You should choose put options if you predict that an asset’s value will decrease by the time expiry. If your assessment is correct and the strike price decreases, you’ll be in the money. On the other hand, if the price is above the designated threshold, you’ll be out of the money.

Range Option

Range options are one of the most common binary options available for trading. They come with a pre-set upper and lower price boundaries. When you trade such options, you need to predict whether the underlying asset’s price will stay in of that range or go out of it at expiry.

Touch Option

Touch options are another essential term in our binary options glossary. They give you a payout once the value of an asset goes beyond a predetermined barrier. With touch options, traders can set the position of the barrier, expiry time and possible payout once the threshold is reached.

Current Price

This is the most recent price of an asset listed in an investment portfolio. The current price is also the market value at which commodities are currently being traded in the market.

Strike Price

The strike price is one of the most important factors in digital options trading as it determines whether you’ll be in out of the money. Generally, the strike price represents index and stock options with fixed expiry price. For call options the strike price is the one at which you buy a contract. For put options the strike price is the one at which you sell a contract.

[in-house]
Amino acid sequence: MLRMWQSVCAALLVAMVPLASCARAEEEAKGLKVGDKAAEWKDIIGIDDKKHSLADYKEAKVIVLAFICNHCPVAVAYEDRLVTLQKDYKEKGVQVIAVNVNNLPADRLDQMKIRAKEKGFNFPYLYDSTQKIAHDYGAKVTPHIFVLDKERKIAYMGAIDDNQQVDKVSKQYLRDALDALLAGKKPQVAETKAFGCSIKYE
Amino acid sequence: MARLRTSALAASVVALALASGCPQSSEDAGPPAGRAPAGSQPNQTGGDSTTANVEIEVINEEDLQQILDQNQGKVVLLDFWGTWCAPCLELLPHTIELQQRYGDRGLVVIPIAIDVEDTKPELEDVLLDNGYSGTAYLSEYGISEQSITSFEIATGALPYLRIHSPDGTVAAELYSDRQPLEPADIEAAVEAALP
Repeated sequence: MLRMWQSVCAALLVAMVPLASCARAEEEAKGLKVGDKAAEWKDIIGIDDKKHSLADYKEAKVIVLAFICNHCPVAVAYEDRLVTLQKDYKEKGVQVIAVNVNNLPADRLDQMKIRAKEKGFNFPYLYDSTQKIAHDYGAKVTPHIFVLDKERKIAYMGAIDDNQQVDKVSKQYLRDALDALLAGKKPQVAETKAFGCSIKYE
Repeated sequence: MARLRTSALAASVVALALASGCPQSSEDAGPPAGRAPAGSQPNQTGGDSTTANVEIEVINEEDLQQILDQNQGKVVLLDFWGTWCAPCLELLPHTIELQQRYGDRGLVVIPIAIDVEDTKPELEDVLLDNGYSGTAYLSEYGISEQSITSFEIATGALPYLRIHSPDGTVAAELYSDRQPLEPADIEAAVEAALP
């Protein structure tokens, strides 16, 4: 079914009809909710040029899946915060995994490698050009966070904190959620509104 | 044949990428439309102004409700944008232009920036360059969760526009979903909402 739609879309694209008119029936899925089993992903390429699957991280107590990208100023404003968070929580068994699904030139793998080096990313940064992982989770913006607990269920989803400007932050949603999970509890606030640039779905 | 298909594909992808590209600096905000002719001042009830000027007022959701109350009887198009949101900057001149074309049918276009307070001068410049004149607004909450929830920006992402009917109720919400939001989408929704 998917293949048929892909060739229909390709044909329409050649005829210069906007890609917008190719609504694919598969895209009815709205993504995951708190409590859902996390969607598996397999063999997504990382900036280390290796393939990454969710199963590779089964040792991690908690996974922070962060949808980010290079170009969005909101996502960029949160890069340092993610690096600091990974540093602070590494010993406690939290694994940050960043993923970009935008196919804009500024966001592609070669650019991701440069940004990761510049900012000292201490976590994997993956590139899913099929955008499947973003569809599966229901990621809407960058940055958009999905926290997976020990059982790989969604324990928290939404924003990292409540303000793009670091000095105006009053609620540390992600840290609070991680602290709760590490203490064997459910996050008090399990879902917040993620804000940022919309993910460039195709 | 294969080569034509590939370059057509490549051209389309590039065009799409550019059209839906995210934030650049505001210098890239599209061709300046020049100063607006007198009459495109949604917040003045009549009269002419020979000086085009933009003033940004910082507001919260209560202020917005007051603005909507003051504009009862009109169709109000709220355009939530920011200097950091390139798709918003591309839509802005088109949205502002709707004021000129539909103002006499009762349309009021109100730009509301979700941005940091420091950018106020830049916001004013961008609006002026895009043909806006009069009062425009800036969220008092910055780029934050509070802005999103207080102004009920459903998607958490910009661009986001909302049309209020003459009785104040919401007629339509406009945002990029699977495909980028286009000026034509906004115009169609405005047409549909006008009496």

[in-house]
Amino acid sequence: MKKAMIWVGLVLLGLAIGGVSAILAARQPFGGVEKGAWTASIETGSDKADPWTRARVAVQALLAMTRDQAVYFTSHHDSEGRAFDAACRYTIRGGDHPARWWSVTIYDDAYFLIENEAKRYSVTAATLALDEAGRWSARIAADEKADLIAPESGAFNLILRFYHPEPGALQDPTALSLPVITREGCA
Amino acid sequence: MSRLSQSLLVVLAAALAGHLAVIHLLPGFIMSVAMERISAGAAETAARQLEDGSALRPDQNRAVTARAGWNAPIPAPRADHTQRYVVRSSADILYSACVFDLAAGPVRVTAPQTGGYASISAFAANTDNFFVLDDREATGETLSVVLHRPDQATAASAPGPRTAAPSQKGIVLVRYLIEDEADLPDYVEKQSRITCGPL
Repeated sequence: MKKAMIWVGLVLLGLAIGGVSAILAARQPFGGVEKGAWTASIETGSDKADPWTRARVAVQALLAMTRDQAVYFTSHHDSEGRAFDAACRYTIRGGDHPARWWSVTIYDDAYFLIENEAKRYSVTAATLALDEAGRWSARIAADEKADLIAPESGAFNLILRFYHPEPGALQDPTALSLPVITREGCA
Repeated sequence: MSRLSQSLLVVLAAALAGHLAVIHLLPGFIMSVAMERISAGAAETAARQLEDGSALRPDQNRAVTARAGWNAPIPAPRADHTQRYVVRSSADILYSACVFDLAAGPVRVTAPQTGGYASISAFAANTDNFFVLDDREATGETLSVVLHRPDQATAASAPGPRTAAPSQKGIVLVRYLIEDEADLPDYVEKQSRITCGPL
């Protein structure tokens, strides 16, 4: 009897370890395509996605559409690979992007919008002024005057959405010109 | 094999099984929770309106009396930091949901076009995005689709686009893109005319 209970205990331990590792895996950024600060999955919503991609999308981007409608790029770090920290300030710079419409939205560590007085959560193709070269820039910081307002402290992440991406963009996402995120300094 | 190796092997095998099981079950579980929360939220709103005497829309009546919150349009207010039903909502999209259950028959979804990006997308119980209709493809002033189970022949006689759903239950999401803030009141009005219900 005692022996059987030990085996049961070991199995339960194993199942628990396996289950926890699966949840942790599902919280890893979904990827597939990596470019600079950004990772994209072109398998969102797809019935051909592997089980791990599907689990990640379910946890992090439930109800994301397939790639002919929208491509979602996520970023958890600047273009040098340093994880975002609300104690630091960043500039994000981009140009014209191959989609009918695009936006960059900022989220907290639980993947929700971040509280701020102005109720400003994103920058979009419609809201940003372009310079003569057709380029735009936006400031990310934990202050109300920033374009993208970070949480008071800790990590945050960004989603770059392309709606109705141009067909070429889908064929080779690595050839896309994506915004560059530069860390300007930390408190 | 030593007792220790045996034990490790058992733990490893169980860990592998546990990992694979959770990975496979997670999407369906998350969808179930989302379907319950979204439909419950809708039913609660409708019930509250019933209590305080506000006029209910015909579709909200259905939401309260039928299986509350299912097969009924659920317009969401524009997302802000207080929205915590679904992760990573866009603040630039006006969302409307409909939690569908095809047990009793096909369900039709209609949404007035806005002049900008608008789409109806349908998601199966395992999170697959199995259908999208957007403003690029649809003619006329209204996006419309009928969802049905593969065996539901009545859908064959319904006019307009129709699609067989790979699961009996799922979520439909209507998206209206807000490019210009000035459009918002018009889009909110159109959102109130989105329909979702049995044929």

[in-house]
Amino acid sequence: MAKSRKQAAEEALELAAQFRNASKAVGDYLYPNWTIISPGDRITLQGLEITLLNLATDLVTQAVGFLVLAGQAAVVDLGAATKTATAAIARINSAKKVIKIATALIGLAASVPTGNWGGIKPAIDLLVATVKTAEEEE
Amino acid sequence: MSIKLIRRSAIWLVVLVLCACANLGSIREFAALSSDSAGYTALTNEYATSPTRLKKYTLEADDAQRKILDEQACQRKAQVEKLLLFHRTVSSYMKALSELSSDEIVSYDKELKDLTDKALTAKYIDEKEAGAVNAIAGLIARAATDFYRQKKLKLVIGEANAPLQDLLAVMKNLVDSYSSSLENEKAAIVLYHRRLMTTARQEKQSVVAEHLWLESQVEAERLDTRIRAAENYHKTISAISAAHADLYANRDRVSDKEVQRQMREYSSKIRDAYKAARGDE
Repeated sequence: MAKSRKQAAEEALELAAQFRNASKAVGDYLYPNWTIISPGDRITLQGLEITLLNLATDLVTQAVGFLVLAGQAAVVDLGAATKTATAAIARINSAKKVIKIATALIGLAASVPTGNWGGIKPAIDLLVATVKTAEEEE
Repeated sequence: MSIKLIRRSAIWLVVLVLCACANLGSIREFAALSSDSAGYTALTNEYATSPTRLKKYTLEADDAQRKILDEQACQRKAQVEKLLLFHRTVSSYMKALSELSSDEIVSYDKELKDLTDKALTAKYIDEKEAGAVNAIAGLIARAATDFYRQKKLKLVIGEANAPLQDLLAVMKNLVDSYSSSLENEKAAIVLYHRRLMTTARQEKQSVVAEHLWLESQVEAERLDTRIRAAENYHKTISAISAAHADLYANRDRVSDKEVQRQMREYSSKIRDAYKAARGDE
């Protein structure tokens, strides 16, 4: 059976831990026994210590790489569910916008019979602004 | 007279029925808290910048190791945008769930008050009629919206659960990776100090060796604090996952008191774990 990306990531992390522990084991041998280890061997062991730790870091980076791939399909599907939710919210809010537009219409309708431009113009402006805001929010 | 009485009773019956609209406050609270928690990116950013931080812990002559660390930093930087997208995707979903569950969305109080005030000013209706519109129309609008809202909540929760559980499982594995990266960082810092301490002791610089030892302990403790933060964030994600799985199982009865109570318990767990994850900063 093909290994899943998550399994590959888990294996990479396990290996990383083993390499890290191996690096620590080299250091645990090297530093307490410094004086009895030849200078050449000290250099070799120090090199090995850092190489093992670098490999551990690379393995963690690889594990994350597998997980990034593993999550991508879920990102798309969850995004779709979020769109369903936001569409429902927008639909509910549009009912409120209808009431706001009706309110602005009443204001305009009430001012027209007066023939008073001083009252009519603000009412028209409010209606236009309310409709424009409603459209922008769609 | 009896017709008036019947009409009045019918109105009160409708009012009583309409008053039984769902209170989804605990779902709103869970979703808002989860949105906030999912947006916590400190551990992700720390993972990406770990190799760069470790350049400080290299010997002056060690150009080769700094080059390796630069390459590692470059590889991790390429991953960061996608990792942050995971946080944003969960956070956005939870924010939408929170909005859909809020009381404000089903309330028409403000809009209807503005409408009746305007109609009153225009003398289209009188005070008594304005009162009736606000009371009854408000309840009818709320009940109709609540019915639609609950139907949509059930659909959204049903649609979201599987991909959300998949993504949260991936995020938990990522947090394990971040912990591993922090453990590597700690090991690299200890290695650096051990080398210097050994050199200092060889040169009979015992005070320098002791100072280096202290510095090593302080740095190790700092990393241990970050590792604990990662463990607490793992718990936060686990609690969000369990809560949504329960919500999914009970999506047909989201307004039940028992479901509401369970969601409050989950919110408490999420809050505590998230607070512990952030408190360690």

Deposit

The funds investors transfer to brokers, for the purpose of trading. A deposit is identical to the money you transfer into a checking or bank’s savings account. Most binary options brokers allow for deposits in the range from $200 to $50,000.

Deposit Withdrawal

Deposit withdrawal is the process of removing funds from an account. In digital options trading, withdrawals usually take between 2 and 5 business days. Keep in mind that some brokers may have custom rules about deposit withdrawals which limit the amount you can withdrawal for a specific period of time.

Derivative

Another important phrase in our binary options glossary is derivative. This’s basically a contract between two or more parties. Its price is dependent on the fluctuations in underlying assets like currencies, indices, commodities, bonds and stocks. In binary options trading, derivatives are used as instruments for speculating how an asset’s value will shift during a contract. Some traders use them as tools to hedge risk as well.

Expiration Time

The expiration time is a synonym of a deadline. Once a contract has reached its expiration time, it’s no longer valid. Remember that the expiration time is different from the last time during which you can trade an option. Also, keep in mind that different binary options come with different expiration times – 30 seconds, 1 minute, 1 hour, 1 day or 1 month.

Fundamental Analysis

Fundamental analysis is a tool for evaluating related financial, economic, qualitative and quantitative aspects of an asset, in order to measure how they can affect its performance on the market. This comprehensive instrument allows traders to predict whether an asset’s price will rise or fall, enabling them to make safe, secure and profitable trades.

Technical Analysis

Technical analysis is the opposite of fundamental analysis. It involves studying an asset’s price movements based on supply and demand in the market. This technique essentially tries to understand how an asset’s value is affected by the emotions in the market. Technical analysis offers copious benefits to the traders who can utilize its full potential.